CASPER, Wyo. — Over 162,000 Wyoming residents have received at least an initial dose of one of the COVID-19 vaccines “when state and special federal counts are combined,” the governor’s office said on Wednesday.
That means that about 28% of the state’s population has received an initial dose, using 2019 population data from the U.S. Census Bureau to make this estimation. Wyoming’s population in 2019 was 578,759 people.
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Which counties in the state are leading in terms of administering COVID-19 vaccines? The state’s most populous counties lead in terms of the overall number of first doses administered.
Laramie County had administered at least 23,666 initial doses as of April 1, according to Wyoming Department of Health data. Natrona was second in terms of total first doses administered at 19,274. These figures are counting first doses of either the Pfizer or Moderna vaccine plus the number of Johnson & Johnson vaccines administered (Pfizer/Moderna require two doses; Johnson & Johnson is a one-shot vaccine).
But in terms of the number of first doses administered in a county compared with that county’s population estimate, it is not the largest counties which are leading in terms of vaccine administrations.
Teton County has administered 12,561 total first doses which is equivalent to about 53.5% of the county’s 2019 population estimate of 23,464 people. (Note that people receiving a vaccine in a county aren’t necessarily residents of that county and that population numbers have changed).
Albany County is second in terms of the total number of first doses administered compared with the county’s population, having administered first doses equivalent to about 30.7% of the population. Carbon County is third at 30.5%.
In Natrona County, about 40% of eligible eligible to receive a vaccine under Phase 1 of the distribution plan had been signing up for an appointment to get a vaccine, the Casper-Natrona County Health Department said on Monday.
With the opening of the COVID Vaccine Center (CVC) at the Eastridge Mall and vaccine eligibility in Natrona County expanded to include anyone over the age of 16, county health officials are hoping that more residents will start signing up.
“Our hope is that people will take this opportunity to get vaccinated now, and that way, our community would be better protected by the summer when we’re starting to do more activities, gather more, and be together more,” CNCHD Public Information Officer Hailey Bloom said after the department announced the expansion of eligibility in the county.
The following table shows the number of first doses administered in each county and the approximate percentage of that county’s population to have received a first dose, based on Wyoming Department of Health COVID-19 vaccine data available online:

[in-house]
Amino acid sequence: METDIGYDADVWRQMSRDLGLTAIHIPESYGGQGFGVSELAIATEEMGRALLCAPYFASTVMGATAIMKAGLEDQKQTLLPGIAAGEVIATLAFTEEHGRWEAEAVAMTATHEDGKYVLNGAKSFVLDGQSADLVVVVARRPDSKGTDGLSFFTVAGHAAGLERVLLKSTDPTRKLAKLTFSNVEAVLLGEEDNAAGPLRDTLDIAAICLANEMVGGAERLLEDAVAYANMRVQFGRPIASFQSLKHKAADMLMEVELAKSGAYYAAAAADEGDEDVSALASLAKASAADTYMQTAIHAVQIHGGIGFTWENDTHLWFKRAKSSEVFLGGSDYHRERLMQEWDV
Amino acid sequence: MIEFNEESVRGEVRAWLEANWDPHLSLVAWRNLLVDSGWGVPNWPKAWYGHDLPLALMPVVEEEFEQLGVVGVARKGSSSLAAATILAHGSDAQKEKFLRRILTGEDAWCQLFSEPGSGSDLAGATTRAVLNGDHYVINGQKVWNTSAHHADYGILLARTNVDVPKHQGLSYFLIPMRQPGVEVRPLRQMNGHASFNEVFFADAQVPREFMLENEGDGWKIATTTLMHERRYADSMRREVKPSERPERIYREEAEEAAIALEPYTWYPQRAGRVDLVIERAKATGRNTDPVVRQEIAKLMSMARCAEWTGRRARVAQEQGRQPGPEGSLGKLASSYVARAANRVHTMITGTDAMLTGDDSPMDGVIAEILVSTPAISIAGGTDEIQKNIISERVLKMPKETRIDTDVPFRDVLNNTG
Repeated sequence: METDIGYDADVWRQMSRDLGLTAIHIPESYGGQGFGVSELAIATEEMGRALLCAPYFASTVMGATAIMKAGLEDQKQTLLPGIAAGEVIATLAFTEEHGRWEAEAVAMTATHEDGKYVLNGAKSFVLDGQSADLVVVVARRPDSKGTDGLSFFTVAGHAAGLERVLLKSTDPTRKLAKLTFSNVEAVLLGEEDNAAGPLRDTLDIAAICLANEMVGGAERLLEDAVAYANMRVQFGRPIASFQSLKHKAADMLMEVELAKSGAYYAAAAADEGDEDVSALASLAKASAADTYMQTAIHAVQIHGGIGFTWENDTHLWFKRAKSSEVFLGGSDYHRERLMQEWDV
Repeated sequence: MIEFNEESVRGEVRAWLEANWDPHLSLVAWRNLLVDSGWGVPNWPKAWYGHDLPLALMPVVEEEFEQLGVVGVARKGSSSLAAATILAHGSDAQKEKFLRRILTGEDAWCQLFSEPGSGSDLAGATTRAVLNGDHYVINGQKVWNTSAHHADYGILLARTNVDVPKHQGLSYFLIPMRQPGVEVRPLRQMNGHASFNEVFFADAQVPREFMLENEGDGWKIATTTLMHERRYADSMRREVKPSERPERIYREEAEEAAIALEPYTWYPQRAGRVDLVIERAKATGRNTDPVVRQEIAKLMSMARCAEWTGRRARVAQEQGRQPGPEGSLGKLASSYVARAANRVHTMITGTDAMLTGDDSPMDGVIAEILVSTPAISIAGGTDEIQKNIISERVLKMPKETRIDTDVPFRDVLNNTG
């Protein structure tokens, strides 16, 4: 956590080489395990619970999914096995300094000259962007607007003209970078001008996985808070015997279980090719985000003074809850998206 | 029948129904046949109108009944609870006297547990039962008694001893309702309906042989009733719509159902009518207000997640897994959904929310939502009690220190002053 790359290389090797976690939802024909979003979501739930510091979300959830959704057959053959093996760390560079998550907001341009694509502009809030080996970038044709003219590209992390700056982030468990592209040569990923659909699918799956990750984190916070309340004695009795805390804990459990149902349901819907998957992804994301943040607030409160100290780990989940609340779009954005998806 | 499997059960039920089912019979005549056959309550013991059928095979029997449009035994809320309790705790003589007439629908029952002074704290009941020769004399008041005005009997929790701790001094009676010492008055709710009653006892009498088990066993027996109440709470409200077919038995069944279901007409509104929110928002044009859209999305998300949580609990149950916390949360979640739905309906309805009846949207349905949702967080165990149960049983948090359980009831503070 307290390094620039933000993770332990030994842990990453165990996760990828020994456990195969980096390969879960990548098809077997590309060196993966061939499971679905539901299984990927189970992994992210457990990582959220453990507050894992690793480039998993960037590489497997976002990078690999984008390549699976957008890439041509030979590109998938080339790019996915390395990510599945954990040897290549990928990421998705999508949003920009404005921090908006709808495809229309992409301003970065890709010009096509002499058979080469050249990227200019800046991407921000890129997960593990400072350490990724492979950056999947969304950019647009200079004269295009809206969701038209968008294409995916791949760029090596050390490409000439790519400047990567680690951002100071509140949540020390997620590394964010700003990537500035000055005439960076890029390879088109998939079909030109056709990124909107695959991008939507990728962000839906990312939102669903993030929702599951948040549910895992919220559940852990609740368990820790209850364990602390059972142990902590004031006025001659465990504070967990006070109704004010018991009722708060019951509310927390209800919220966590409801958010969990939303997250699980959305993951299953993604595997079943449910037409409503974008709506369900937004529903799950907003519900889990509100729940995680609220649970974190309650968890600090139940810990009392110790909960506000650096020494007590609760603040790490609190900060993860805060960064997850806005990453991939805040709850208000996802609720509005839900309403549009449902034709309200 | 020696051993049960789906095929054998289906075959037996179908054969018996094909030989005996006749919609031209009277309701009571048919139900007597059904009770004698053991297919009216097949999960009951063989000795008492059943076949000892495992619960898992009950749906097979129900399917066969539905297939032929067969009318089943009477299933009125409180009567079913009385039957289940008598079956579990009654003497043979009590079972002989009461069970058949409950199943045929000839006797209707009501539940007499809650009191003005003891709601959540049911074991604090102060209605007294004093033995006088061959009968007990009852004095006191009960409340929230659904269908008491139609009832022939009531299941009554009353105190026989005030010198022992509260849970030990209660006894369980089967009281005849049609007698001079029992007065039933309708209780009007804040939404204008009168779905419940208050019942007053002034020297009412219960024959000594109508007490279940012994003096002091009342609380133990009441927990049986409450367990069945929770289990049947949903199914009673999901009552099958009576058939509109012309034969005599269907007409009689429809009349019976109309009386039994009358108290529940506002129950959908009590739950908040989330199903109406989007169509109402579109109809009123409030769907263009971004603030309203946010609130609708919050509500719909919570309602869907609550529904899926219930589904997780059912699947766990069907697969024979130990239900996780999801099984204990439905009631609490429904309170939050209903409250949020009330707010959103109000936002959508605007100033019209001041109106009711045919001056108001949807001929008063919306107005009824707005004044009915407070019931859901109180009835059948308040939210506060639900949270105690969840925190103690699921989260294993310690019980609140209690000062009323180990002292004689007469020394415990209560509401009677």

|County||Total first doses administered||Approximate percent of population who have received a first dose|
The Latest Statistics from the Wyoming Department of Health:
What to do if you are feeling sick: In the wake of the COVID-19 outbreak, the Casper-Natrona County Health Department says that people who are feeling sick or exhibiting symptoms should contact their primary physician.
If you do not have a primary care provider, and live in Natrona County, please contact the COVID-19 hotline, operated by the Casper-Natrona County Department of Health. The line is open Monday – Friday 8:00 am – 5:00 pm 577-9892. Hotline services are intended for Natrona County residents and may not be able to provide specific information to persons calling from out of county.
Officials ask that you please do not self-report to the Emergency Room. Persons experiencing problems breathing should call 9-11.
For general inquiries and non-symptom related questions about COVID-19, please contact the Casper-Natrona County Health Department via email: firstname.lastname@example.org
- Practice Social Distancing by putting distance between yourself and other people. This is especially important for people who are at higher risk of getting very sick.
- Wash your hands often with soap and water for at least 20 seconds especially after you have been in a public place, or after blowing your nose, coughing, or sneezing. If soap and water are not readily available, use a hand sanitizer that contains at least 60% alcohol.
- Avoid close contact with people who are sick
- Stay home if you’re sick
- Cover coughs and sneezes. Cover your mouth and nose with a tissue when you cough or sneeze or use the inside of your elbow.
- Clean AND disinfect frequently touched surfaces daily. This includes tables, doorknobs, light switches, countertops, handles, desks, phones, keyboards, toilets, faucets, and sinks.
A list of area closures attributed to COVID-19 are available here.